Course on Programming and Financial Policies
The Joint Africa Institute* (JAI) on Monday began a course on Programming and Financial Policies for the benefit of 34 officials from 25 central Banks of the AfDB Group Regional Member Countries. The two-week course (3-14 October, 2005) jointly organized by the IMF, provides participants with an understanding of the key analytical concepts and frameworks needed to design and implement macroeconomic and structural policies in the context of financial programs. Emphasis is placed on the complementarities of macroeconomic and structural policies.
The course consists of lectures, workshops, and case studies, and covers three broad areas:
- a brief review of macroeconomic accounts used in economic analysis, including national accounts, balance of payments statistics, government finance statistics, and monetary aggregates, along with forecasting techniques for each sector. Particular attention is given to the interrelations among sectors;
- a review of policies for the real, external, fiscal and monetary sectors, emphasizing the effects of macroeconomic and structural policies on the main variables of interest to policymakers, in particular output, prices, and the balance of payments. This review enables participants to determine how a set of policy measures can be developed in the context of a comprehensive financial program;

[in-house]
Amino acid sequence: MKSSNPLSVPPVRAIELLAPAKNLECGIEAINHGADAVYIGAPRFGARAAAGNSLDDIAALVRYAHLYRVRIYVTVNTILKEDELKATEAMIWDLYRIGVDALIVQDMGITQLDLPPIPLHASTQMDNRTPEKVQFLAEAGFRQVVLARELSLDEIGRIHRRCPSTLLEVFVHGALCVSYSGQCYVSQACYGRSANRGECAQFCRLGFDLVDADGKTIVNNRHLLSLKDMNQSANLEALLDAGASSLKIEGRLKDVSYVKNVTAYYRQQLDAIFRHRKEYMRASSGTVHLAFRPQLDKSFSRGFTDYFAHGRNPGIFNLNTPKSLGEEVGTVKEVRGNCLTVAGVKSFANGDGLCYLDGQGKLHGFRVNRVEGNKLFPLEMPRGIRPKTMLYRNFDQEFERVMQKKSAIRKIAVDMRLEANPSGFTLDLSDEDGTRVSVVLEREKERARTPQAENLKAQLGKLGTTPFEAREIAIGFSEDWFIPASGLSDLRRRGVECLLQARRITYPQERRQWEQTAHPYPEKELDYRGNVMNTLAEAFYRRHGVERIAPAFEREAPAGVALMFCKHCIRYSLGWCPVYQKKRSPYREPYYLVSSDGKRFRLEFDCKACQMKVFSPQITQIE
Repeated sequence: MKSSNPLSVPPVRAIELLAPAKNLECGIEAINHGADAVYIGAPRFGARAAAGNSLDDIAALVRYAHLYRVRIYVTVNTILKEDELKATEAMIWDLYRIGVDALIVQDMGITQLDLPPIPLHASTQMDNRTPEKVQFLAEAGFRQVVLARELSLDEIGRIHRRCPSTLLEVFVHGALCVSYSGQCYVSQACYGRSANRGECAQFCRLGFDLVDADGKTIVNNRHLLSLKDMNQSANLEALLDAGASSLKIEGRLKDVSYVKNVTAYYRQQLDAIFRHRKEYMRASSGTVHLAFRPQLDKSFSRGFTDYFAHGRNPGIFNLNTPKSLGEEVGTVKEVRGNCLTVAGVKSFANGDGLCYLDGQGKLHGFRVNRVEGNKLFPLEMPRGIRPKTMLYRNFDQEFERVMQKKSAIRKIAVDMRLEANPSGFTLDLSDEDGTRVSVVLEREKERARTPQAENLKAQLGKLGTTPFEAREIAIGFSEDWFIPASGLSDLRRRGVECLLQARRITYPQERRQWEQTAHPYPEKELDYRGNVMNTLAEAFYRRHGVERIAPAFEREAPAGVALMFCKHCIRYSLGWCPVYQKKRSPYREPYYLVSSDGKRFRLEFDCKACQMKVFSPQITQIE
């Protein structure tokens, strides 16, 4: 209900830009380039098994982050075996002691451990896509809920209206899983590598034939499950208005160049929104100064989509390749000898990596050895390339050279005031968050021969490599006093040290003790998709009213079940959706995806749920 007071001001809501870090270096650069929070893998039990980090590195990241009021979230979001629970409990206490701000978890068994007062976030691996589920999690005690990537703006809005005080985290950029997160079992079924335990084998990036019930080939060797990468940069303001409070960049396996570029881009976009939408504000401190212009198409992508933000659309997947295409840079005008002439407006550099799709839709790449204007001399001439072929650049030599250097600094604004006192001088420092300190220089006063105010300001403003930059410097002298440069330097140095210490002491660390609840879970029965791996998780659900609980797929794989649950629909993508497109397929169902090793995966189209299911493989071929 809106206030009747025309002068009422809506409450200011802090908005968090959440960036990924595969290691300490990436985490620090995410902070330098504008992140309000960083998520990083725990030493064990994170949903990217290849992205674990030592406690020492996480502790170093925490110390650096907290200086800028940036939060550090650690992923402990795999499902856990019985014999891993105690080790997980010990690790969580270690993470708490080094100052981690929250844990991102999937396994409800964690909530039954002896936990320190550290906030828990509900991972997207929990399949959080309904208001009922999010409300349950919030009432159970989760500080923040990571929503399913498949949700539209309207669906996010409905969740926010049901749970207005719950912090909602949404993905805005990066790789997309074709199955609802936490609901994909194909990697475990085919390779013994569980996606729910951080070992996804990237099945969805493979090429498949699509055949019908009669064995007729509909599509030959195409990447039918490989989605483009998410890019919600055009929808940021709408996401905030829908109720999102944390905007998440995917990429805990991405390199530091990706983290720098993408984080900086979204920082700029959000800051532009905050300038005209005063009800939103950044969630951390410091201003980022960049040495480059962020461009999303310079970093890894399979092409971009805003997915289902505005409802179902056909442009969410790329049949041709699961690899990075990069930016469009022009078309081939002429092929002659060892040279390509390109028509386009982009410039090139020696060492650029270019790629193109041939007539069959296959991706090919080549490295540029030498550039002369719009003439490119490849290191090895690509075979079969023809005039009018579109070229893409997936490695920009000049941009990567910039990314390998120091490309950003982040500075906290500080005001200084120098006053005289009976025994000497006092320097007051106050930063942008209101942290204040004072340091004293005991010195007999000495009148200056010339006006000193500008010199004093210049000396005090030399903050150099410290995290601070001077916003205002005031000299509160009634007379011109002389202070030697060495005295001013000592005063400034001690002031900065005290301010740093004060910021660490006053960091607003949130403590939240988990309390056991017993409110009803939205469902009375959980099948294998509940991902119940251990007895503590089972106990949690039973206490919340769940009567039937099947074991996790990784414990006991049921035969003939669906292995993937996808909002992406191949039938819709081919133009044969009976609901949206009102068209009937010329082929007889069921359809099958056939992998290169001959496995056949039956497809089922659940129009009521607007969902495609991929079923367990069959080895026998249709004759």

- the formulation and presentation of a hypothetical financial program for a selected country case study based on actual data.
The course is designed for mid- to senior-level officials, primarily from ministries of finance, economy, and planning, and central banks or similar institutions, who provide policy advice and are involved in policy formulation and implementation.
* In 1999 the Heads of African Development Bank (AFDB), the International Monetary Fund (IMF) and the World Bank (WB) had a vision: to establish a joint training institute on the African continent with the long term objective of setting up a world class knowledge based institution with an African identity. Its primary goal was to deliver quality training in drawing on the best expertise from the three institutions. With this initiative, they wanted to support the tremendous capacity enhancement needs in Africa.
In December 1999, the Joint Africa Institute (JAI) was inaugurated and housed at the African Development Bank in Abidjan. Since then the JAI has been offering quality training on monetary, fiscal, financial, economic, human and social issues focusing on all aspects of development including infrastructure and private sector growth.
The JAI also serves as a platform for convening high-level policy discussions with member countries on key development-related issues.
Since its inception, more than two thousand three hundred (2,300) African public sector officials, representatives of the private sector, the civil society and other stakeholders have participated in seventy five (75) seminars and training courses. In 2003 the JAI was relocated together with the African Development Bank to Tunis, Tunisia.